For the helmer, the whole doc centres on one’s sense of belonging and finding spirituality in today’s chaotic reality. “When I got to know the balloon world, it was like being Alice in Wonderland, but in real life. It was like experiencing magical realism in a Fightclub format. I come from a graffiti background where expressing yourself is, of course, the main purpose, but it’s often a lonely ride. In the end, it’s about seeing your name on the walls, on top of the craziest places. With balloons, you can’t really make any big ones alone. You need people, and you need to trust them”.

The article continues after the picture.


Eight Nordic docs to shine at this year’s CPH:DOX

Balomania / PHOTO: House of Real

Another title sold by DR Sales, Håvard Bustnes’ Phantoms of the Sierra Madre premiered on 17 March. The picture, produced by Norway’s UpNorth Film, has been in the works for over seven years and the director defines it “probably the most difficult film” he has ever made.

The team faced “violent threats, heart attacks and the pandemic” but also received strong criticism for their position of European filmmakers making a film about American indigenous people.

“We considered ending the project several times but, fortunately, we’re very satisfied with the final result, and with the fact we’ve involved the former leader for Indigenous Film at Sundance, Bird Runningwater, as the executive producer. For me, premiering the film at CPH:DOX demonstrates we have succeeded in tackling all the challenges we’ve encountered along the way”.

“The film project began as a road movie, tracing the journey to find an Apache tribe. However, it evolved into a critical examination of documentaries wherein film crews travel to exotic locations, often depicting indigenous people in perceived ‘primitive’ manner. This self-critical film raises questions about the perpetuation of a tradition which colonial perspectives lead to condescending portrayals of indigenous cultures”.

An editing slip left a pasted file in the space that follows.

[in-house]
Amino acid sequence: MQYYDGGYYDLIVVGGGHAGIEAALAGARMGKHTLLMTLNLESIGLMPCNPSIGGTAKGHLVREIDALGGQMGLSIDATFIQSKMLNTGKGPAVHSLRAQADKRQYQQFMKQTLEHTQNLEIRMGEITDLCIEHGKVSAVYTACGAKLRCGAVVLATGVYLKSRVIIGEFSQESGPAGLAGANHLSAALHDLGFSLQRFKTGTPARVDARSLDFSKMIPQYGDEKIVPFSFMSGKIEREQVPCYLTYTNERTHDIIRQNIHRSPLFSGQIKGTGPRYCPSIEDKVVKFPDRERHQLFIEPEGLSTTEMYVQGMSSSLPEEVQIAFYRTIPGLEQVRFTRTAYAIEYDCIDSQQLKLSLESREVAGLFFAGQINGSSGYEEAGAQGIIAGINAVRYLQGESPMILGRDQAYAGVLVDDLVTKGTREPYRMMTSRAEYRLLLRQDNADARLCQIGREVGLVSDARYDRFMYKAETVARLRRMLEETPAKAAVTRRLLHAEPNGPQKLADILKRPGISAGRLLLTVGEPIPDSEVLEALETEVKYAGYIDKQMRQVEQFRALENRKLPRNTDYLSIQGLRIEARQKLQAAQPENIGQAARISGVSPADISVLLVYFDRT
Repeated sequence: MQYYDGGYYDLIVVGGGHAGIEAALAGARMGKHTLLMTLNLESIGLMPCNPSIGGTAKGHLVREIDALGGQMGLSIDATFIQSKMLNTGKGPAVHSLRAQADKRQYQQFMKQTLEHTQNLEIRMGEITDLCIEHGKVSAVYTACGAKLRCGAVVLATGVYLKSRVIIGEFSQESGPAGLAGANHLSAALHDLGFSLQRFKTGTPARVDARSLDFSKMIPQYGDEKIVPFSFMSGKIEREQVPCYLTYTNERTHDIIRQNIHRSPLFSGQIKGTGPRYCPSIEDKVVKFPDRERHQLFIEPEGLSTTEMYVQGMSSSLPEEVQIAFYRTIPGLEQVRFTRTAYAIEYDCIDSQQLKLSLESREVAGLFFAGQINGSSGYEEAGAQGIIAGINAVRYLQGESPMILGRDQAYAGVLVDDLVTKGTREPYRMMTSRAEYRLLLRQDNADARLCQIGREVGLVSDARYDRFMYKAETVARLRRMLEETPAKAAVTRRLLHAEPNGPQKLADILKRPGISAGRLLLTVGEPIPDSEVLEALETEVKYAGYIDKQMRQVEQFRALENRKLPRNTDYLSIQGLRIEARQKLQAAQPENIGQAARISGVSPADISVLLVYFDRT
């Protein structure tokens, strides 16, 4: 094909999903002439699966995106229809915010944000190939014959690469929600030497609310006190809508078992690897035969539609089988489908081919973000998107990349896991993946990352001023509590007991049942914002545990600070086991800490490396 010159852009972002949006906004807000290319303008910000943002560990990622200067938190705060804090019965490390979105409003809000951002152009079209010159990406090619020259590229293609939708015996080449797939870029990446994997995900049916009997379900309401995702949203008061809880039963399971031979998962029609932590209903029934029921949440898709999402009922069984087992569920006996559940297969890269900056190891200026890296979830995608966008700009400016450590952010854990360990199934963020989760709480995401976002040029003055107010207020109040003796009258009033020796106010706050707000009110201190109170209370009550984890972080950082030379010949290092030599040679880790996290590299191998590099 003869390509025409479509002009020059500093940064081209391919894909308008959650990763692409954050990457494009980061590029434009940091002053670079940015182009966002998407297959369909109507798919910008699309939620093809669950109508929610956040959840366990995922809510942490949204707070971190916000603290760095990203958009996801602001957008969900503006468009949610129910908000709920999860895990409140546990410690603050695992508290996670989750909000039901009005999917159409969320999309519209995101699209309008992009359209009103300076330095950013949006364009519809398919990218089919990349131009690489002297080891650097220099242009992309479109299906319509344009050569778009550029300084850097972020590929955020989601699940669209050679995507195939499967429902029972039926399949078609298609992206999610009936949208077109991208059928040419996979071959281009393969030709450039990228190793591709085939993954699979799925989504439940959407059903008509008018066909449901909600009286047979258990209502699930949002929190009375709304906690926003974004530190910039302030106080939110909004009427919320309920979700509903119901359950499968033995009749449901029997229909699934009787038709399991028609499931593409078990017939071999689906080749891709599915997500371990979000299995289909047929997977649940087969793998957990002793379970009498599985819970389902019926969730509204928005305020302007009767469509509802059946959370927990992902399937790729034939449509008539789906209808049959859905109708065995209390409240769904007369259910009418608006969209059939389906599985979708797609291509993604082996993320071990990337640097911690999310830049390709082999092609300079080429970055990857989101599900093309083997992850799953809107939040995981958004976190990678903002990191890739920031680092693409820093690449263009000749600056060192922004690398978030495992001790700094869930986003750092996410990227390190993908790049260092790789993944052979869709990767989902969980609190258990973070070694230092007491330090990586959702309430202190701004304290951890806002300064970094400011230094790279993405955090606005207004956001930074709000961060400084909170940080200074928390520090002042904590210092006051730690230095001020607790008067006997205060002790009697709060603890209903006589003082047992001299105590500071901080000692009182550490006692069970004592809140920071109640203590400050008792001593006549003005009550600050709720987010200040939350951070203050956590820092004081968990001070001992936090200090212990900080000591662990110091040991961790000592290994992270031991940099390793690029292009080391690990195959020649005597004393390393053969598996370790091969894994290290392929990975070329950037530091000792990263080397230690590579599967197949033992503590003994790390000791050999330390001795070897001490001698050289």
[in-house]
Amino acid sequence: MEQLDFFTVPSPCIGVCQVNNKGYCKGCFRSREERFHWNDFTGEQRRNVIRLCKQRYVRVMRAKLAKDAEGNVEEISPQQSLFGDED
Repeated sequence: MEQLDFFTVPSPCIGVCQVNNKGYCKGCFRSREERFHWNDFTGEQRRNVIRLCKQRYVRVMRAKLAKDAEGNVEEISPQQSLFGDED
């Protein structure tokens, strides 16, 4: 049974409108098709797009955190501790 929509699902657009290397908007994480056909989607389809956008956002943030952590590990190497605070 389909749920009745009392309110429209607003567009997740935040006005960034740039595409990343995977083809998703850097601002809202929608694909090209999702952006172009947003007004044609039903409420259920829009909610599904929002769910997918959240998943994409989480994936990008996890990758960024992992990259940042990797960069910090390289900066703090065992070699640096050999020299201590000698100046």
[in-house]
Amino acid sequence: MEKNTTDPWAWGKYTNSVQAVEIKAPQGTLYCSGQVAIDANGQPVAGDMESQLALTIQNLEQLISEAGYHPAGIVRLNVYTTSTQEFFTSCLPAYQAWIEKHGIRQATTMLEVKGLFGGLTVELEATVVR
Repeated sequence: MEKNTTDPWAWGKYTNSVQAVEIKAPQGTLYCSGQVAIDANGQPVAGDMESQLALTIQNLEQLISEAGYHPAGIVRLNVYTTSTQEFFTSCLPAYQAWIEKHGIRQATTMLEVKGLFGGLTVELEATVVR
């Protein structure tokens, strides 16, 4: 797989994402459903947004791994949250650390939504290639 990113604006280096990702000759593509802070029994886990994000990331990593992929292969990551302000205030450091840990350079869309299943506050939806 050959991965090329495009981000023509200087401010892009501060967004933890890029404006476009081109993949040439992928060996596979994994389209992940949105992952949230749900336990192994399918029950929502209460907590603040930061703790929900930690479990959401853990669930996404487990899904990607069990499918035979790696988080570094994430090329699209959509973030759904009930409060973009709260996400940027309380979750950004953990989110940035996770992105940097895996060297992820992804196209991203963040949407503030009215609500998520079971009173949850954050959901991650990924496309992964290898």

Bustnes argues that the doc “explores whether there’s a right to engage in the Apache’s narrative and contemplates the idea of letting the Apache tell their own stories,” while delving into “the ethical considerations surrounding cultural representation and appropriation, without adopting a moralising tone and perspective”.

On 18 March, Virpi Suutari introduced her doc Once Upon a Time in a Forest, produced by Finland’s Euphoria Film. Sold by Autlook, the feature promises to be “an unconventional love song to forests, biodiversity and today’s radical, environmentally aware youth.”

“It’s been challenging to film the protagonists in nature, for example when they were doing their surveying activities. I had to figure out with my cinematographer Teemu Liakka how to follow them, without disturbing their work. And how to keep up with them because, sometimes, they were moving so fast”, Suutari tells us.

“They started to trust us quite early on. Teemu is interested in nature and they respected that, while my sound designer Pirkko Tiitinen was studying to become a nature surveyor at that time. Their presence has been crucial because I needed people who knew how to move in nature”.